Expanding Your Franchise

It works in Phoenix, but will it fly in Toledo? Learn the here and there of expanding a regional concept.

Sure, an entrepreneur may have the most innovative product in the city or the hottest restaurant on the block, but that may not mean anything in a different corner of the country. A thriving garden center in suburban Ohio may not fly in New York City, and health-conscious Southern California might not take to Philly's favorite greasy spoon. But for some entrepreneurs, a regional phenomenon can do just as well in new territories--it just might require some extra tweaking, marketing, research and customer education on behalf of the soon-to-be national franchisor.

Spreading the Aloha Spirit
Ask someone in Montana or Massachusetts what a plate lunch is, and you'll probably get a blank stare. Then ask any native of Hawaii, and they'll describe a lunch consisting of two scoops of white rice, one scoop of macaroni salad and a meat entree. After explaining the concept, which dates back to the island's plantation days, they'll probably refer you to L&L Drive-Inn--something else most mainlanders haven't heard of.

When Eddie Flores Jr., 61, and Kam Johnson, 59, bought L&L Drive-Inn in 1976, the concept of plate lunches wasn't something they had to market or educate the local people about. But they did see a need for some modifications to the plate lunch menu and decided to add barbecue chicken and beef to the selections. The restaurant quickly became popular, and by 1999, the pair had nearly 50 locations across the state.

It wasn't until that year that Flores decided to expand outside Hawaii. "Everyone told me it wasn't going to work," he says. "[They said] it's too regional." Even so, he traveled to California to research the market. Before opening the first store there in 2000, Flores and Johnson made some additional modifications, but this time to the restaurant's name. "It's the same concept, but we had to repackage it [as L&L Hawaiian Barbecue]," explains Flores. "Hawaiian is always a magical word, and everybody eats barbecue." The change went over well--proven by the first store's success and the franchise's continued growth on the mainland. Flores also attributes the expansion's initial success to former Hawaii residents who've moved to California and remained loyal customers.

Finding comparable demographics helped Ben Gudoy Jr. build his Southern California L&L locations. After working for the L&L corporate office, Gudoy helped launch the Gardena, California, location in 2001. A year later, he relocated to San Diego, where he saw potential with the region's strong military and Asian populations. "Location is key to how your store is actually going to do," explains Gudoy, 37. "We targeted places where we saw ties and knew people would eat the starches we offered." The plate lunch concept also appealed to the area's large Hispanic population, and eventually word-of-mouth brought in customers of all kinds. "Being born and raised in Hawaii, I thought the food was great," he says. "But it was just a matter of [whether] the people here would like it." So he focused on getting the customers in the door so they could judge for themselves.

"It's just a matter of educating," explains Flores. "They just don't understand the concept. But once they try it, they'll eat it." He points to New York City as a region that needed additional education since Asian food isn't as widely embraced on the East Coast. After the franchise's success in California, Flores and his team moved on to Las Vegas. Since then, they've been gradually moving both north and east, hitting Washington, Colorado and beyond.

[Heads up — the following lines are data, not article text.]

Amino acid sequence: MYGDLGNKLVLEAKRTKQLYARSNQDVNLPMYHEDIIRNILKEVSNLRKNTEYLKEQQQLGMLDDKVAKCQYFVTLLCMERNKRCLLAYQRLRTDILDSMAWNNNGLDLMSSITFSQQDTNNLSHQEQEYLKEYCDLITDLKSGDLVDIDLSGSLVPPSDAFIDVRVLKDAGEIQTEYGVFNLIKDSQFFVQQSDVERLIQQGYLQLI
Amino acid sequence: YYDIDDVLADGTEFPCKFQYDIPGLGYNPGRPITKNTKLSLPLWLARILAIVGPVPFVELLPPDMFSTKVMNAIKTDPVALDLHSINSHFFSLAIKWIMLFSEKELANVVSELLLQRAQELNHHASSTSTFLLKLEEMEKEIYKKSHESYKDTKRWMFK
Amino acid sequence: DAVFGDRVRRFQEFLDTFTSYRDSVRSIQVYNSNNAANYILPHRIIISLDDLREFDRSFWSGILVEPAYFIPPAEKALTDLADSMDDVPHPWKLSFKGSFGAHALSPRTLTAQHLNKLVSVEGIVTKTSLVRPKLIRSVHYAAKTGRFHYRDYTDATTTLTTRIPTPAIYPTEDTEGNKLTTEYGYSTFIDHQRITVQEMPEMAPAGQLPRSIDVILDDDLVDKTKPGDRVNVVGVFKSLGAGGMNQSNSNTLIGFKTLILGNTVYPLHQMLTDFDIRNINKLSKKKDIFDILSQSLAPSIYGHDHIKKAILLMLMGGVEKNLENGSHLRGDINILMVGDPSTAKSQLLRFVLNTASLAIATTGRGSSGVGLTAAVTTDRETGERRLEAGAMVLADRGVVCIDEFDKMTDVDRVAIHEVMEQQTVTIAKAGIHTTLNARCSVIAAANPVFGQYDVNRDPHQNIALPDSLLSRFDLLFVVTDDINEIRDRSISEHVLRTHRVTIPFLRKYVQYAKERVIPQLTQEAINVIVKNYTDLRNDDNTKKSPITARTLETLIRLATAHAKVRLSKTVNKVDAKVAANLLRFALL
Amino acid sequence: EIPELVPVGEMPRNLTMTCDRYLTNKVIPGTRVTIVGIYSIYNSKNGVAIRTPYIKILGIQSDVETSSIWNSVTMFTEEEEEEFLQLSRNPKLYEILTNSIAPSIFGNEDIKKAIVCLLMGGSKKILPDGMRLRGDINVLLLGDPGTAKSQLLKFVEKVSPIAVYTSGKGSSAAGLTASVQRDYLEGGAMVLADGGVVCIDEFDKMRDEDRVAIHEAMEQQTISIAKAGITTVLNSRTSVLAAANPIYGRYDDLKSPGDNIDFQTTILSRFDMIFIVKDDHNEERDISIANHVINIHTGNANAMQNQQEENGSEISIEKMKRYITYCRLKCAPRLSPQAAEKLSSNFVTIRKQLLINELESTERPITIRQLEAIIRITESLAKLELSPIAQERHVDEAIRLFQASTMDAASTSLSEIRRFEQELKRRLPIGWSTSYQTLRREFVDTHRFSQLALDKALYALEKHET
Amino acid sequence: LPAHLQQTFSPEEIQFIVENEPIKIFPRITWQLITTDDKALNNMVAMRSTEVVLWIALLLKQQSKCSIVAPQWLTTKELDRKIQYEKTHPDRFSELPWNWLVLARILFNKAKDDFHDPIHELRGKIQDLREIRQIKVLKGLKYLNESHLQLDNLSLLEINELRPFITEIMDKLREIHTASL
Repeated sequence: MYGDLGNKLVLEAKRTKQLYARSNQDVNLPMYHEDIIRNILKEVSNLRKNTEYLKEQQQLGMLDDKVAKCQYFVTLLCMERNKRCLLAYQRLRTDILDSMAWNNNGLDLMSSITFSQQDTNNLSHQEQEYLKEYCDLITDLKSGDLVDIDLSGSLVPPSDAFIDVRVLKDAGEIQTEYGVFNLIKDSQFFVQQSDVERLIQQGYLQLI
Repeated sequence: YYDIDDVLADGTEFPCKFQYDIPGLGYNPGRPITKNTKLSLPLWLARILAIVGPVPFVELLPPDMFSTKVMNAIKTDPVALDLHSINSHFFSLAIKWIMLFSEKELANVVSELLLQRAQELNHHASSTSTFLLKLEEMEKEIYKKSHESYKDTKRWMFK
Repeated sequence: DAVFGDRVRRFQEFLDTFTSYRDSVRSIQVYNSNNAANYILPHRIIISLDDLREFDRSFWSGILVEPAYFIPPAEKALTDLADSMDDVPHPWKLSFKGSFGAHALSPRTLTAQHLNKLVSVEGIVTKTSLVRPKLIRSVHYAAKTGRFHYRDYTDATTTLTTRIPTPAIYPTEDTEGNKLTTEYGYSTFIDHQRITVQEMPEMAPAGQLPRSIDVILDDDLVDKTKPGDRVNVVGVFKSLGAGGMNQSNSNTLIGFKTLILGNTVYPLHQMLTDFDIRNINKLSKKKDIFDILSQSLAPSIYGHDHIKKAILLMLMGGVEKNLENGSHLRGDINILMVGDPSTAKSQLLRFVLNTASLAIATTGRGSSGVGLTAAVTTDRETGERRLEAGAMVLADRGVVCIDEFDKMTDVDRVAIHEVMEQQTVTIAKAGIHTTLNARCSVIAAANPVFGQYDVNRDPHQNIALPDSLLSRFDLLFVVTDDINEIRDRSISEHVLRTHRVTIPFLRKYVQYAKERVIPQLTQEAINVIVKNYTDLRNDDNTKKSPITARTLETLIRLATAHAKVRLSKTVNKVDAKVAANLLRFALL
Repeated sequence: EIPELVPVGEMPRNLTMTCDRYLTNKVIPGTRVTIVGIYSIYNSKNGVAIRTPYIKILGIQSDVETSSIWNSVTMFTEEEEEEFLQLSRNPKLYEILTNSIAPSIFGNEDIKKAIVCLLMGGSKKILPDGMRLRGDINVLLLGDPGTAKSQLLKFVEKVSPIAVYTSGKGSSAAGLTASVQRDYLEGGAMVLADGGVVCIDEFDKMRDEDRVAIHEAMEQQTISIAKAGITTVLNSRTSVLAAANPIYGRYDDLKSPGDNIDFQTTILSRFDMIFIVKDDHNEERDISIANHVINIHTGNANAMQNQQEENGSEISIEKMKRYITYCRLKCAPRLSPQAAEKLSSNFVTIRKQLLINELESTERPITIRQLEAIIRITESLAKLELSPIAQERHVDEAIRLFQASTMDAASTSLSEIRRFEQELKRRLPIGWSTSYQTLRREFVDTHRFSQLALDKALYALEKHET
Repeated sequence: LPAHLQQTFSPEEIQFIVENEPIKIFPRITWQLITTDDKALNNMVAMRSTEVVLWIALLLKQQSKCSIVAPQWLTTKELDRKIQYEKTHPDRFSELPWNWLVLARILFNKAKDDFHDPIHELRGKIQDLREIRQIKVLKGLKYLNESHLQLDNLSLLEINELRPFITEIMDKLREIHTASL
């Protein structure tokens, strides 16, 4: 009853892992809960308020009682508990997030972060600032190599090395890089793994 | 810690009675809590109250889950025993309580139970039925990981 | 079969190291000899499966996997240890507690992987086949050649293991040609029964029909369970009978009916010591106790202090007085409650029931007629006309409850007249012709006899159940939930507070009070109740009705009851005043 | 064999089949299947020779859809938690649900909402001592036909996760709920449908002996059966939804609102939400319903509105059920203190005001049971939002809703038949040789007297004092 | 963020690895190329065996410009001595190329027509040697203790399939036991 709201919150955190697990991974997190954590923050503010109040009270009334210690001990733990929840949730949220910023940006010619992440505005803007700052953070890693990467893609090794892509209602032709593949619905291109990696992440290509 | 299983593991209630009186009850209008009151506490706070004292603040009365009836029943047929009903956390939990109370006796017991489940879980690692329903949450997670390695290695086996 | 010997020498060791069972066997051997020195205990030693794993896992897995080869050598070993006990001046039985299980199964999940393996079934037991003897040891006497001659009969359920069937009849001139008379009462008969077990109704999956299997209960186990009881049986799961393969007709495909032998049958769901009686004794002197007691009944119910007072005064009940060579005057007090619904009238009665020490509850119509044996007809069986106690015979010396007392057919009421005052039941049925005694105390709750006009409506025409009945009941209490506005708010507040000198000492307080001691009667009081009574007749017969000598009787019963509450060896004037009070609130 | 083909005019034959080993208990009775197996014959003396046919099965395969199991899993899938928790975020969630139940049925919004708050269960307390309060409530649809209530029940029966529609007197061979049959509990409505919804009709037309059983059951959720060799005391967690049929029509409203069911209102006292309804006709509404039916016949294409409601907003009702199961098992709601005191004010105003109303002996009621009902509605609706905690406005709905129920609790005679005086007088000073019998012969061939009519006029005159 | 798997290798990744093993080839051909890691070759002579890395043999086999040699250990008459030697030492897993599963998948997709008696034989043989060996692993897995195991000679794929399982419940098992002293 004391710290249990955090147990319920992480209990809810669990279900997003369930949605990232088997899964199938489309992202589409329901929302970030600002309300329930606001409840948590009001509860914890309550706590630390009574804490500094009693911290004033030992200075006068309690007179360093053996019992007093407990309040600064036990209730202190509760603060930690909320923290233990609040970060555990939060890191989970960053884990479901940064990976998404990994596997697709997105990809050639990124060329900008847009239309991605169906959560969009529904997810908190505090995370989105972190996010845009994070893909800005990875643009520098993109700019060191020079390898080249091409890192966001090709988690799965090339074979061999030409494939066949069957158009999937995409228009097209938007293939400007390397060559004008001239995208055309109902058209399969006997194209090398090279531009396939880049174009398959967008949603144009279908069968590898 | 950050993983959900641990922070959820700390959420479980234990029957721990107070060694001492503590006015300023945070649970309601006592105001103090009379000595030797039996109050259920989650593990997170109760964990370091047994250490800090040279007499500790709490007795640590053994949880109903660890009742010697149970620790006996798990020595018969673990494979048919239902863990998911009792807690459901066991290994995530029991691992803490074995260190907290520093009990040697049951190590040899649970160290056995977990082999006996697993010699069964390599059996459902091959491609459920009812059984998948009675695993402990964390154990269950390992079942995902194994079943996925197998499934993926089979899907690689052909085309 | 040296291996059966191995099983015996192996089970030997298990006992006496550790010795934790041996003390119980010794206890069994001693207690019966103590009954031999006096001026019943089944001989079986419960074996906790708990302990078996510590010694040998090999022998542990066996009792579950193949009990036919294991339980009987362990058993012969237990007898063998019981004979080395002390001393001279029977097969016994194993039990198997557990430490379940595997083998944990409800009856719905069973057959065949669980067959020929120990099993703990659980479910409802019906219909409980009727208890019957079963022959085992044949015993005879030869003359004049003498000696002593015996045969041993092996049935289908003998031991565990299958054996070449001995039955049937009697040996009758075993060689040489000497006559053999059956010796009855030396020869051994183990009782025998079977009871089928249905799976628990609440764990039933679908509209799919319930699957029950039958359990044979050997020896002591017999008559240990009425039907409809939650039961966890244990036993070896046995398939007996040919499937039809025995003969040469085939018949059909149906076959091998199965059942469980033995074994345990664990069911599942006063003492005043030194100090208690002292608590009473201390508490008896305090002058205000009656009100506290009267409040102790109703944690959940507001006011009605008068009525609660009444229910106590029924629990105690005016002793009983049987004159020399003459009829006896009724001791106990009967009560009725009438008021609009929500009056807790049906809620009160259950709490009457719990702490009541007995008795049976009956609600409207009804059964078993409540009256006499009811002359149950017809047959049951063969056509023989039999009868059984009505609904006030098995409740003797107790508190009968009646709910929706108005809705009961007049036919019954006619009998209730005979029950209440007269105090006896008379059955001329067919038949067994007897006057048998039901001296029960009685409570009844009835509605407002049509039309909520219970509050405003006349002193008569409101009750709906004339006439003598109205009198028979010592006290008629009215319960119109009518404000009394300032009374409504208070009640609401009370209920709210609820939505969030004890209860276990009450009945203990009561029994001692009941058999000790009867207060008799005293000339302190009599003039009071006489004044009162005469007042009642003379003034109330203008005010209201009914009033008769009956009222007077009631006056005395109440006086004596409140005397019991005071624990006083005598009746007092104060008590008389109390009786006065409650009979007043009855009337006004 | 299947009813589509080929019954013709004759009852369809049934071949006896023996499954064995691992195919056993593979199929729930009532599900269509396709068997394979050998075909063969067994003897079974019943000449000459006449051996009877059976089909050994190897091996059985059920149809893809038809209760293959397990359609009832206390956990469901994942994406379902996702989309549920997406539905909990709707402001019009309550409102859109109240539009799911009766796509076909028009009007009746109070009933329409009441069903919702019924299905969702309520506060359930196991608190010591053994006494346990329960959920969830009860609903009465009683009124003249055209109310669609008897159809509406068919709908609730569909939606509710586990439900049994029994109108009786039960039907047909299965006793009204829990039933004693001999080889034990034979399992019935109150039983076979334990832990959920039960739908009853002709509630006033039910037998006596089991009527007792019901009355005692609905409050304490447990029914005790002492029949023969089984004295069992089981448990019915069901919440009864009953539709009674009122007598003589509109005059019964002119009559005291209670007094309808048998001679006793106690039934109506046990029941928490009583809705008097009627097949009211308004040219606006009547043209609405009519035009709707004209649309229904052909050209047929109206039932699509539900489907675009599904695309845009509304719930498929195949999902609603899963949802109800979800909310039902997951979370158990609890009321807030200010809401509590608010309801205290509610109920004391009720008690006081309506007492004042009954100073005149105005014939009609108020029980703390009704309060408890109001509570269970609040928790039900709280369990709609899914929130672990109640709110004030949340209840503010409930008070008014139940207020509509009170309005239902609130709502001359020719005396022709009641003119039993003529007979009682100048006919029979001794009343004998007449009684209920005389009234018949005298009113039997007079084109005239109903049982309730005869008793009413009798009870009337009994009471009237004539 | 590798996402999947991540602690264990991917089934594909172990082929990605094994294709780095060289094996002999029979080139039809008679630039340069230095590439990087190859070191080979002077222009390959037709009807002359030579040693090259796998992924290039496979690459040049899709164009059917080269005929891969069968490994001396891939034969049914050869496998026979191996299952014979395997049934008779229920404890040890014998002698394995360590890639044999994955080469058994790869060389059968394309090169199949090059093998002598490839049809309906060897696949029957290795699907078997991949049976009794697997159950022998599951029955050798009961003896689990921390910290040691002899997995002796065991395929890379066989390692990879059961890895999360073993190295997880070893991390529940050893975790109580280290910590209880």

Along the way, they've continued studying their demographics while educating consumers about their Hawaiian concept. Researching and testing their new audiences has helped them create the best products for those regions. In California, they introduced a healthier plate lunch, featuring mixed greens and brown rice. In Texas, where they plan to open next month, the menu will include Texas barbecue paired with baked beans or coleslaw. "We decided if we're going to hit a different market, [we have to] change and adapt to it," says Flores, adding that L&L still stays true to the plate lunch concept and the Hawaiian culture, which is why all franchisees are required to train in Hawaii.

Though Gudoy, a college graduate, wasn't too keen on the idea of sweating in the kitchen as part of the vigorous training program, he agrees that it's important to know the whole operation. It helped him get a good handle on running a business so he could focus on spreading the region-specific concept. "It was hard because we had to learn [that part] along the way," says Gudoy. "There was no book that said, 'This is how it's supposed to go.'" On the flip side, he sees the newness as something that may have worked in his favor, helping each of his eight stores bring in about $45,000 to $90,000 a month. "It was such a different franchise," he says. "It wasn't something where we had to compete."

But today, Flores says, L&L has its share of copycats; he's seen so-called Hawaiian barbecue joints pop up all over. "People just start opening without really understanding the Hawaiian culture," he explains. "They've never been to Hawaii, and they don't know how to cook the food. They just see us doing well and copy us." But with nearly 200 stores across the nation and prospects in New Zealand, he's not too worried. Says Flores, "We just have to maintain our quality and position and continue to expand."

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This article was originally published in the January 2008 print edition of Entrepreneur with the headline: Outward Bound.

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